The Hong Kong government on Monday demanded “a full and in-depth investigation” after a song associated with the pro-democracy protests of 2019 was played instead of the Chinese national anthem before a match by the city’s rugby sevens team at a tournament in Incheon, South Korea.
On Sunday, as Hong Kong players stood shoulder-to-shoulder before a match against South Korea, the protest song “Glory to Hong Kong” blared through stadium speakers. Organizers were supposed to have played the anthem of the home countries of both teams. As a semiautonomous Chinese territory, Hong Kong shares China’s national anthem, “March of the Volunteers.”
Asia Rugby and the Korea Rugby Union extended joint apologies to the governments of Hong Kong and China. In a statement, Asia Rugby said that the mix-up resulted from a “simple human error,” when a junior member of the local organizing committee in South Korea played a song downloaded online rather than the anthem. The organizers said they removed the original footage of the match and replaced audio of the protest song with the Chinese anthem.
The Hong Kong Rugby Union on Monday said that it had raised the issue of the incorrect music, and that the Chinese anthem was played after Hong Kong won the match. “Whilst we accept this was a case of human error, it was nevertheless not acceptable,” the union said in a statement.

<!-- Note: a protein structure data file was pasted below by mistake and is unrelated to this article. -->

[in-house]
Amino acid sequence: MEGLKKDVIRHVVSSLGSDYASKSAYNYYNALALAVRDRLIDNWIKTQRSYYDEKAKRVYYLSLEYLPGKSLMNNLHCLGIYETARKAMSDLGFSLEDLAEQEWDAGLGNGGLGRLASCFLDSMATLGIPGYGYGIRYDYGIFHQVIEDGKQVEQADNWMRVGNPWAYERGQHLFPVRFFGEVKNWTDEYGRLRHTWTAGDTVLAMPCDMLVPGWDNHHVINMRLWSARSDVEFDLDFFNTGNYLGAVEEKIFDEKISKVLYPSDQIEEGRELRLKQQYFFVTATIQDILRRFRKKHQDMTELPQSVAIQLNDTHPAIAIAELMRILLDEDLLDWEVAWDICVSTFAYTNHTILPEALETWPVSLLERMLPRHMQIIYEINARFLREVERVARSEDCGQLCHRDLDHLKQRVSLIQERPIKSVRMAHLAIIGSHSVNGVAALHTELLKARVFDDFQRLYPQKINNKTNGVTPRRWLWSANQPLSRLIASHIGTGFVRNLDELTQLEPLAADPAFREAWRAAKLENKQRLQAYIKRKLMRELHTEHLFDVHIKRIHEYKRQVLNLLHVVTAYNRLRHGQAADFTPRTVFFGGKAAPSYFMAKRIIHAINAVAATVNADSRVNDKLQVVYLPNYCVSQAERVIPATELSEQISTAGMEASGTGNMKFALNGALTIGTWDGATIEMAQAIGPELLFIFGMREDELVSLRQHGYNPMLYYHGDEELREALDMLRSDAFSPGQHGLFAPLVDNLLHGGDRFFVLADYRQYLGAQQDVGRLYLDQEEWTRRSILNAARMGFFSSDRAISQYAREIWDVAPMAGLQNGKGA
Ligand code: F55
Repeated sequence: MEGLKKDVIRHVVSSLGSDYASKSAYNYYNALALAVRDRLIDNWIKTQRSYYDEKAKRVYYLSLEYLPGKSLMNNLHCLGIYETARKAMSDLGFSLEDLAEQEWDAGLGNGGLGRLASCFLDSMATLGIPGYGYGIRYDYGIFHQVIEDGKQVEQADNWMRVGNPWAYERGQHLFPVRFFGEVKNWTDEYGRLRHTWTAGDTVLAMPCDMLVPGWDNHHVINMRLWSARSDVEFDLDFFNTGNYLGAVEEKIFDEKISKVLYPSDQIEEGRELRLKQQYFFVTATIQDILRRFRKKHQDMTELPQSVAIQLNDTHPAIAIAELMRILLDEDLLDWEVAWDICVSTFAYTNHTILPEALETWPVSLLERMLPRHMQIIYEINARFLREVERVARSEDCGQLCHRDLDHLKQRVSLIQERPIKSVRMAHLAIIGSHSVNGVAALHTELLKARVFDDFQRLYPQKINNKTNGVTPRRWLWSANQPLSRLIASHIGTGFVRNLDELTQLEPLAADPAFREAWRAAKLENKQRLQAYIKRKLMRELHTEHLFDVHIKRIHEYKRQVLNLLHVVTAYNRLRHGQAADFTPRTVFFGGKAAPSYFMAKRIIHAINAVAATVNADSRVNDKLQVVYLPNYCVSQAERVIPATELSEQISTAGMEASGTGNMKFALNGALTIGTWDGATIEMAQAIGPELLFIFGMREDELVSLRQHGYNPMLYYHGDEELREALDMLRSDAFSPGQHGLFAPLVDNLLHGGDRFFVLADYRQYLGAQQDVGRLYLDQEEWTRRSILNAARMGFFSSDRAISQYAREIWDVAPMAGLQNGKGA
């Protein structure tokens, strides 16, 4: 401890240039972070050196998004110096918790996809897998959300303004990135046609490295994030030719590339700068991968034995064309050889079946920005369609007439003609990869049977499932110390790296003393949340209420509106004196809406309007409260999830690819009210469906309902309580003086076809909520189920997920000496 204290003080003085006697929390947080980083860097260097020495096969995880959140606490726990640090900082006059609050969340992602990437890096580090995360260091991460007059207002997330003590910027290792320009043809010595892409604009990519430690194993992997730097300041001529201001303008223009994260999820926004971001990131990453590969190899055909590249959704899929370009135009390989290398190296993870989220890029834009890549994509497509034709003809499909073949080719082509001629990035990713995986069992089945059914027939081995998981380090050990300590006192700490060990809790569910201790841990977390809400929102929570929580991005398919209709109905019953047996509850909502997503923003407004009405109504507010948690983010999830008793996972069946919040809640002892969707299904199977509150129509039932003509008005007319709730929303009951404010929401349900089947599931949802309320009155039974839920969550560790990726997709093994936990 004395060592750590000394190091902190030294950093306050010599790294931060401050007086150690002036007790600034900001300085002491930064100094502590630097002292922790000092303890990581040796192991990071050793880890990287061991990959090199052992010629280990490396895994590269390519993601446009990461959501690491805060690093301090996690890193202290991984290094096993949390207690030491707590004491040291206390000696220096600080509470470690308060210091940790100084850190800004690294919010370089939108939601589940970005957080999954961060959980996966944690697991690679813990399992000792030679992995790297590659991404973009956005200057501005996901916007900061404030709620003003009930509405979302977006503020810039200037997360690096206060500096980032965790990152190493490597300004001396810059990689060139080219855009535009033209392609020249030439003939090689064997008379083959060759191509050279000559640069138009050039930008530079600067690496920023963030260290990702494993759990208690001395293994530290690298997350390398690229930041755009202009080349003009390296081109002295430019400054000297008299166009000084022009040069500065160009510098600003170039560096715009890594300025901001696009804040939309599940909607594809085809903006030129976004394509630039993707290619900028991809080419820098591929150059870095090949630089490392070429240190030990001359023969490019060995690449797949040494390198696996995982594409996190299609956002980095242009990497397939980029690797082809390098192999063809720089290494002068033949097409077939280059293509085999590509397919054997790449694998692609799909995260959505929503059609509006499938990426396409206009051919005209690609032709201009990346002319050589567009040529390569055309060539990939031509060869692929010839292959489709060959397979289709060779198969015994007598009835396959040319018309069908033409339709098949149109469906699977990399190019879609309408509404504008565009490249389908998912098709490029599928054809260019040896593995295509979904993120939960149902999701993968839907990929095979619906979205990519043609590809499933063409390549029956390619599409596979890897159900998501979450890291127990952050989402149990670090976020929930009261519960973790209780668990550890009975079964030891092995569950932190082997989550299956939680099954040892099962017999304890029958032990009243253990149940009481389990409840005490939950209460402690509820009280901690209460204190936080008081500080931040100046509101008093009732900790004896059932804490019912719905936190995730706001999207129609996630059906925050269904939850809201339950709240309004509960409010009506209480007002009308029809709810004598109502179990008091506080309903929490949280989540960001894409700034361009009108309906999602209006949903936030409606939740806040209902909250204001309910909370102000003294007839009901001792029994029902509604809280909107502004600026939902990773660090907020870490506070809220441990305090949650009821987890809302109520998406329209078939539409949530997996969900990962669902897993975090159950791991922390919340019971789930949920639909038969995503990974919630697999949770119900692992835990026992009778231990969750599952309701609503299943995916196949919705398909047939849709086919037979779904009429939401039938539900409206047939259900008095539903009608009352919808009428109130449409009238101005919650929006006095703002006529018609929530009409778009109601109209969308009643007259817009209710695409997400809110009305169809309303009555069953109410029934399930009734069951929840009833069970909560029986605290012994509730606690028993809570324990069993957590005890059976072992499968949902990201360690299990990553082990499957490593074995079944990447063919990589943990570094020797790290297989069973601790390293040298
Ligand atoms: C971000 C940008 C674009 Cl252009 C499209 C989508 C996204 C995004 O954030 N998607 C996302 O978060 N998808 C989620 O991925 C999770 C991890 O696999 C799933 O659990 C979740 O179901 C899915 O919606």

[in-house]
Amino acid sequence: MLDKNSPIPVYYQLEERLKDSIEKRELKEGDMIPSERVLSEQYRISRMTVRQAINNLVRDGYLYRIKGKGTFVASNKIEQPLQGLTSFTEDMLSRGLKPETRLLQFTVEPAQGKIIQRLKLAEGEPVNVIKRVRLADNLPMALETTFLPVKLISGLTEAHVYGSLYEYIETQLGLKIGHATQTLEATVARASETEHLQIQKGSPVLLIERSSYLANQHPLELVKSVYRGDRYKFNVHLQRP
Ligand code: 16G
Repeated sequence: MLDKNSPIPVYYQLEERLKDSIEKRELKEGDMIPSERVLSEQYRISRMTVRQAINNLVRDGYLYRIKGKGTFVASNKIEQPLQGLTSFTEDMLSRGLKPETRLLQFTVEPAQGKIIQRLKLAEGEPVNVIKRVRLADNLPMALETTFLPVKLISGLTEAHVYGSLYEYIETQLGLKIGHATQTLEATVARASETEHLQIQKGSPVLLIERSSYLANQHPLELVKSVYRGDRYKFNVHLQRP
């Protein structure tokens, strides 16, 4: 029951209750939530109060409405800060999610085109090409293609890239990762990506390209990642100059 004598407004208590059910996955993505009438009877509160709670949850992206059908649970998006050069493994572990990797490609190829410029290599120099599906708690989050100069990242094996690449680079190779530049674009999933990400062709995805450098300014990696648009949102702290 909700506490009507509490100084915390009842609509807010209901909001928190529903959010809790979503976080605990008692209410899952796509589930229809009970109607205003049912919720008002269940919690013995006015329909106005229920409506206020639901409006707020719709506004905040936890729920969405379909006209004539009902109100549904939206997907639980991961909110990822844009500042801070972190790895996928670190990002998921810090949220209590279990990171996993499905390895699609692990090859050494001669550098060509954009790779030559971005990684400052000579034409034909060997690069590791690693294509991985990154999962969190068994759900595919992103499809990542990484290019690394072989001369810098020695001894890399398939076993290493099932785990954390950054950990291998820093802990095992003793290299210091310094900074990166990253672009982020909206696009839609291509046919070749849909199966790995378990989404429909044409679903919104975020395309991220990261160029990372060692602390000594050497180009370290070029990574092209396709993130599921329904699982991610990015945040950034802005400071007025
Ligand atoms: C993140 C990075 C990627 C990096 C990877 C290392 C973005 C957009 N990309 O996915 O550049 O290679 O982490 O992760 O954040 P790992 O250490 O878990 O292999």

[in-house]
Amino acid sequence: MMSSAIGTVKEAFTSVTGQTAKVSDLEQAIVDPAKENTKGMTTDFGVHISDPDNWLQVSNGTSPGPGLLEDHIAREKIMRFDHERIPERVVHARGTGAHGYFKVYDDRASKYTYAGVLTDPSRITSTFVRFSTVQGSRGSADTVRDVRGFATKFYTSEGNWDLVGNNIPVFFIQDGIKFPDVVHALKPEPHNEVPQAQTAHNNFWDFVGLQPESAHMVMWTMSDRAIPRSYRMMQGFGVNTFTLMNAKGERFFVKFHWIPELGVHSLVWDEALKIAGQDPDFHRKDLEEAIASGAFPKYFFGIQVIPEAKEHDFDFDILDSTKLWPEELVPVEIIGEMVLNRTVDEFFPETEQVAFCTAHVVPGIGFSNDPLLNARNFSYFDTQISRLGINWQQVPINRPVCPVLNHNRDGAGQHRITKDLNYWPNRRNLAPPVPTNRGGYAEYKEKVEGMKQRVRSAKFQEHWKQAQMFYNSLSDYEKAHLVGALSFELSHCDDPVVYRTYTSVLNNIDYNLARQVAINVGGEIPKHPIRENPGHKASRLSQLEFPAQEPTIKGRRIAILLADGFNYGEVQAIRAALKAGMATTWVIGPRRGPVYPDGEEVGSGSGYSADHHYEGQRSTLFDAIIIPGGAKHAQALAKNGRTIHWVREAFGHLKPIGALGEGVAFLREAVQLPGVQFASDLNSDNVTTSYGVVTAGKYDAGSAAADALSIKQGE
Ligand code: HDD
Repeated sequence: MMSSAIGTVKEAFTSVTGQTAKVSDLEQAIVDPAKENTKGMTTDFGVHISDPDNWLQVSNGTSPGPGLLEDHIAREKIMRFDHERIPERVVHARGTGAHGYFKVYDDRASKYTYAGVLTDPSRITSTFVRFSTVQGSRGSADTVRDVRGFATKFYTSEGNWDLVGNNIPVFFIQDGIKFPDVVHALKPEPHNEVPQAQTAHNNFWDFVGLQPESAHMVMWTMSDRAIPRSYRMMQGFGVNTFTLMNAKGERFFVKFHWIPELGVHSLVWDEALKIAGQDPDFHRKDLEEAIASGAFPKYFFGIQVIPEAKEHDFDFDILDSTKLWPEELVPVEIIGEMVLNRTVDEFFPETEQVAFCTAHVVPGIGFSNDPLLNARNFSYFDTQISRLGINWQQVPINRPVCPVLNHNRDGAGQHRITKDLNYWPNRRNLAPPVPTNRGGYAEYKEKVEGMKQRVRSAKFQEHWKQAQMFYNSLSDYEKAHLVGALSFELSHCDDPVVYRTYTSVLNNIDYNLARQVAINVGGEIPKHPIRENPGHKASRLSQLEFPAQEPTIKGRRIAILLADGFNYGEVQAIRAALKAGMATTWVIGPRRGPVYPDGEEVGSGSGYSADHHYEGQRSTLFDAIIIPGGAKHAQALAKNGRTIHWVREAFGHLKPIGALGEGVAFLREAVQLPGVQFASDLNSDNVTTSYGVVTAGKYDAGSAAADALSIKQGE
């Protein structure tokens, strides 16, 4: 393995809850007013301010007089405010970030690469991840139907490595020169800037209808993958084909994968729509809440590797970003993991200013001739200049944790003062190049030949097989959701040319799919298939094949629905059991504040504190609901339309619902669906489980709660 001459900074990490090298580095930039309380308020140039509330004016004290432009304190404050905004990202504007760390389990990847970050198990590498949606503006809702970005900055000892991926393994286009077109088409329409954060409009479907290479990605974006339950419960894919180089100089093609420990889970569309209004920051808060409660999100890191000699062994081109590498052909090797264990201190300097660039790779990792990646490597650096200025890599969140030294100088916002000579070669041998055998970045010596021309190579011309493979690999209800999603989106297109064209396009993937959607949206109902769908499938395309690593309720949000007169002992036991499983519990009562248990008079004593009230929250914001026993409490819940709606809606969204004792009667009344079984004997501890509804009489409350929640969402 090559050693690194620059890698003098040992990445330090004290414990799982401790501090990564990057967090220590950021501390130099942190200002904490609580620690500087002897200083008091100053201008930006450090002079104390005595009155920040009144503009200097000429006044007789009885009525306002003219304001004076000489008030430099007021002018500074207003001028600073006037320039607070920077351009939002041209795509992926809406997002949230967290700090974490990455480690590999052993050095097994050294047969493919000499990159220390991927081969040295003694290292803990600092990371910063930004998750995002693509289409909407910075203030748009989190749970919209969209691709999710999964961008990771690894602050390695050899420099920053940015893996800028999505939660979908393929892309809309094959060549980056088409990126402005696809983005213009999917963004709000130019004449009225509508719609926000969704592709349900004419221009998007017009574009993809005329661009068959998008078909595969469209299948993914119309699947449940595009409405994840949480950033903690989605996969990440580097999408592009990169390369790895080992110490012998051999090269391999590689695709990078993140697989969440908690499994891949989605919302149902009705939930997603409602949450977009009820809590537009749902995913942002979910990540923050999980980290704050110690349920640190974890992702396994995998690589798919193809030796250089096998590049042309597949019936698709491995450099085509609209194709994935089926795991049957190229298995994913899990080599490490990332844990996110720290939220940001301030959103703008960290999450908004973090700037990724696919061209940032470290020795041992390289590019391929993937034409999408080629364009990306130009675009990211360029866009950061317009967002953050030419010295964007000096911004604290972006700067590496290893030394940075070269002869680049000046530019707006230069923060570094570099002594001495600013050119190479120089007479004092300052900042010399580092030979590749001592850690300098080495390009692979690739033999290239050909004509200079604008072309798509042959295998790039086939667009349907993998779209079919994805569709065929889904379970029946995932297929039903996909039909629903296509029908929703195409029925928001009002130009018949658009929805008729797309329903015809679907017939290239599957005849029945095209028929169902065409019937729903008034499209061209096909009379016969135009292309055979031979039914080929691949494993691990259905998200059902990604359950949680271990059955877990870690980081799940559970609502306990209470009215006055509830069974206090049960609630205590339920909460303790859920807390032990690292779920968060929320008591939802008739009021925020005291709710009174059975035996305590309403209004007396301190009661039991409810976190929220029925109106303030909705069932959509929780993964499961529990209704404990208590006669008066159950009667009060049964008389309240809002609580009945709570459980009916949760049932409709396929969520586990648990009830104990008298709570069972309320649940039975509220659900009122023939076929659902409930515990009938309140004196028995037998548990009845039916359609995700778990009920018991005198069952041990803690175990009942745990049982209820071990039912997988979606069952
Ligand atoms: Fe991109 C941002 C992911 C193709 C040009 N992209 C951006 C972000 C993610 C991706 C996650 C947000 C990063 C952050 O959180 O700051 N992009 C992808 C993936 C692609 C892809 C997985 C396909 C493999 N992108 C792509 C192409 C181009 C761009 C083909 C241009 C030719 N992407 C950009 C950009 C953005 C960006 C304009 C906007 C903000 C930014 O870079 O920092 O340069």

“Glory to Hong Kong” became the unofficial anthem of the pro-democracy movement that paralyzed the city in 2019.
Composed by a local musician who has remained anonymous, the song became widely popular among pro-democracy protesters after it was first posted in August 2019 in an online forum. Hundreds of people gathered in shopping malls that autumn to belt out the lyrics. Brass bands and chamber orchestras played it live during protests and gatherings.
But after a national security law was passed in 2020, “Glory to Hong Kong” mostly disappeared from public events. That year, education officials banned the song from schools and tasked school officials with stopping students from playing or singing it. The song includes the line “Break now the dawn, liberate our Hong Kong in common breath: Revolution of our times!” which references a protest slogan that the government said could be seditious.
In 2020, Hong Kong had also passed a law that made disrespect for the Chinese anthem and flag a criminal offense. Before that, spectators had occasionally booed, turned their backs or made vulgar gestures when the Chinese anthem was played at sports events in the city.
Last week, a Hong Kong woman was sentenced to three months in prison for insulting the official anthem. She had waved a British colonial flag last summer when hundreds of fans gathered in a Hong Kong shopping mall to watch the Tokyo Summer Olympics.